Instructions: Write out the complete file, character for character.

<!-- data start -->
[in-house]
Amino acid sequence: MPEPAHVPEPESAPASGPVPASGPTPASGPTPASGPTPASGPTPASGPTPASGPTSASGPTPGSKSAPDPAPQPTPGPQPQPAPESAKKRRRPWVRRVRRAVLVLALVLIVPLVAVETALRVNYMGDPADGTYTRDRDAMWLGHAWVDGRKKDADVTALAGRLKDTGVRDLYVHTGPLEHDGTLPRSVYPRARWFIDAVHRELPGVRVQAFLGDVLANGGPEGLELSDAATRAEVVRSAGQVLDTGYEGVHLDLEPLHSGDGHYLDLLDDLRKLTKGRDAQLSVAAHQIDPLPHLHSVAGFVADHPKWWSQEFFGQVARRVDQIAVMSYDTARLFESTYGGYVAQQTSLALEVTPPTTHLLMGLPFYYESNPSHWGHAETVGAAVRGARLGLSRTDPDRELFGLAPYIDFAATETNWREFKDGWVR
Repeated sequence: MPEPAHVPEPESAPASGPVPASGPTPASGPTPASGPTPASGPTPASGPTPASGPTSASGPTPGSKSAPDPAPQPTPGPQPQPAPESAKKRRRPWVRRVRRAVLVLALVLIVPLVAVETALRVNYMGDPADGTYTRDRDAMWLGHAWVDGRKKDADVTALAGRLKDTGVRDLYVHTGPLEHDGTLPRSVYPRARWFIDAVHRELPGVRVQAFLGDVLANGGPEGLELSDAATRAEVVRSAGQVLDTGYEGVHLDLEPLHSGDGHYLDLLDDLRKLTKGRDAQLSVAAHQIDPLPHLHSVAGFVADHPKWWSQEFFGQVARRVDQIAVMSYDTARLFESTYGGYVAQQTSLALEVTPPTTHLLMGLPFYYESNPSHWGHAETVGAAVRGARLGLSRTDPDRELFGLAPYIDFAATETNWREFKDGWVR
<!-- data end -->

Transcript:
[in-house]
Amino acid sequence: MPEPAHVPEPESAPASGPVPASGPTPASGPTPASGPTPASGPTPASGPTPASGPTSASGPTPGSKSAPDPAPQPTPGPQPQPAPESAKKRRRPWVRRVRRAVLVLALVLIVPLVAVETALRVNYMGDPADGTYTRDRDAMWLGHAWVDGRKKDADVTALAGRLKDTGVRDLYVHTGPLEHDGTLPRSVYPRARWFIDAVHRELPGVRVQAFLGDVLANGGPEGLELSDAATRAEVVRSAGQVLDTGYEGVHLDLEPLHSGDGHYLDLLDDLRKLTKGRDAQLSVAAHQIDPLPHLHSVAGFVADHPKWWSQEFFGQVARRVDQIAVMSYDTARLFESTYGGYVAQQTSLALEVTPPTTHLLMGLPFYYESNPSHWGHAETVGAAVRGARLGLSRTDPDRELFGLAPYIDFAATETNWREFKDGWVR
Repeated sequence: MPEPAHVPEPESAPASGPVPASGPTPASGPTPASGPTPASGPTPASGPTPASGPTSASGPTPGSKSAPDPAPQPTPGPQPQPAPESAKKRRRPWVRRVRRAVLVLALVLIVPLVAVETALRVNYMGDPADGTYTRDRDAMWLGHAWVDGRKKDADVTALAGRLKDTGVRDLYVHTGPLEHDGTLPRSVYPRARWFIDAVHRELPGVRVQAFLGDVLANGGPEGLELSDAATRAEVVRSAGQVLDTGYEGVHLDLEPLHSGDGHYLDLLDDLRKLTKGRDAQLSVAAHQIDPLPHLHSVAGFVADHPKWWSQEFFGQVARRVDQIAVMSYDTARLFESTYGGYVAQQTSLALEVTPPTTHLLMGLPFYYESNPSHWGHAETVGAAVRGARLGLSRTDPDRELFGLAPYIDFAATETNWREFKDGWVR